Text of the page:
Thursday, July 6, 2006

Technical Confidence

[This was originally posted at http://timstall.dotnetdevelopersjournal.com/technical_confidence.htm]

I was talking to a friend about confidence with technical skills. Here's a brain dump of my thoughts:

Technical skills are good, but when working with people we need people-skills too, like confidence and leadership.

Knowledge + Experience will drive up confidence

Some people view confidence as a Darwinist "survival-of-the-fittest, no-one pushes me around", self-empowering ordeal. I think that's crap. Rather, I view confidence as a service to your coworkers - by being confident (and having the track-record to back it up), you can give you coworkers peace-of-mind as they know that you will solve the problem, and they don't need to worry about it.

What confidence is:

  • Knowing what you know and acting it out
  • Giving people the peace of mind that the buck stops with you. You can be confident even if you don't currently know the answer IF you know that you can figure out the answer, and no one else has to worry about it.

Confidence Is not:

  • Arrogance
  • Never admitting you're wrong
  • Bluffing people

Ideas to practice confidence:

  • Work on extracurricular projects that you care about. This gives you both experience and knowledge in a potentially new area. If you only do what is required at work, you'll be funneled into a very narrow skillset.
  • List to yourself the reasons you should be confident in something, like (1) I know the material, (2) I've done this before, (3) I've run this idea past others
  • During dead times (waiting in line, driving, walking) practice interview yourself. As yourself "what are ways to make a WebForm perform faster, how could I solve this testing problem, why is a DataReader better in this case than a DataTable, etc..."
  • Teach & Publish - teaching others will make you more confident.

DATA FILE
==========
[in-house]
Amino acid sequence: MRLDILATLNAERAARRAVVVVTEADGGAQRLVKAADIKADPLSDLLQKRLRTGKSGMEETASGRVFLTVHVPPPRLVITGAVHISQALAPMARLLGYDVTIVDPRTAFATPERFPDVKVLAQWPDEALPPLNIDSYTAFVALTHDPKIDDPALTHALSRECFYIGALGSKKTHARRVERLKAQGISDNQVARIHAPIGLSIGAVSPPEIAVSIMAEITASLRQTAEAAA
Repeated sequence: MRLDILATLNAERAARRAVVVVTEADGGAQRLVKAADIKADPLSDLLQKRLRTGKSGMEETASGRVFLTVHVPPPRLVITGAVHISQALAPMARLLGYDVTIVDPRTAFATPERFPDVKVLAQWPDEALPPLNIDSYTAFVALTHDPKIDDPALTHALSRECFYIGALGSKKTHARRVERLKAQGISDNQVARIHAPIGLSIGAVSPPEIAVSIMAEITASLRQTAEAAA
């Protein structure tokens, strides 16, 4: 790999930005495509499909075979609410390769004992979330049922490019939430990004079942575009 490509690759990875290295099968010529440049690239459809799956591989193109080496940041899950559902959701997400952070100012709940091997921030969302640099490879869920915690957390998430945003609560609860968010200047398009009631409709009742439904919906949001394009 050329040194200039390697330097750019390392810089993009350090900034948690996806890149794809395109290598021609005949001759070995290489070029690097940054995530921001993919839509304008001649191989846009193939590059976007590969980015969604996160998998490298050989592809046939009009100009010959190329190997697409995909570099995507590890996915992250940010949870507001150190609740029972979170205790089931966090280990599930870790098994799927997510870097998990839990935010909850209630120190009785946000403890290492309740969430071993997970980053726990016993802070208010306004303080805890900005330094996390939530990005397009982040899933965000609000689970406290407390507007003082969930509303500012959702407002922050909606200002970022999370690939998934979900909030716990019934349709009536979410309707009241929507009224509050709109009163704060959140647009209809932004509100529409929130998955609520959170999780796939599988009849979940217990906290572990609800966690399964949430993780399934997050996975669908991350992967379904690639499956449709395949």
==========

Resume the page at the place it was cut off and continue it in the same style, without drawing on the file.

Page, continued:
• Writing your own blog
    • Writing online articles (anyone can submit articles to www.CodeProject.com)
    • Teaching a class, or just volunteering to provide free mentoring at a local college
    • Submit a component to the open-source community
  • Look at leaders in the field and see what they're doing. For example, read MVP Scott Mitchell's online resume. Wow.
  • Get connected with the community. This lets you know of new concepts and trends in your industry
    • Read other developer's blogs
    • Check out forums to see what common questions there are
    • Visit a user group
    • Try to attend a trade show, focus on meeting at least 1 speaker.
    • See the latest books out in the bookstore.
  • When talking, give a direct answer, avoid space-filling "Um", "well", "maybe", "Perhaps", "I'm not sure of this, but...". Uncertainty is okay (it's actually inevitable given how much stuff is out there), but always follow it up with a certain action plan. Compare these two answers to the question "Can C# handle operation overloading?":
    • "Um, I think so, I heard of that happening somewhere, but I don't know"
    • "I'm pretty sure, but I will quickly verify that in the C# specification".
  • When asked an interview question, don't just reply with "yes" or "no", but expand. This (1) demonstrates that you're pro-active, (2) keeps the ball in your court (you get to talk about what you know, instead of them following up asking questions you might not know), (3) gives you the chance to tie in other knowledge. Which of these sounds more confident to the question "Do you have experience with C#":
    • Yes.
    • Yes. I have three years of C# experience. I know C# very well.
    • Of course. Over the last three years I've built many applications with it. I especially like how it's type-safe, especially with delegates. Most of my blog entries use C# code samples because it's such a clean language.

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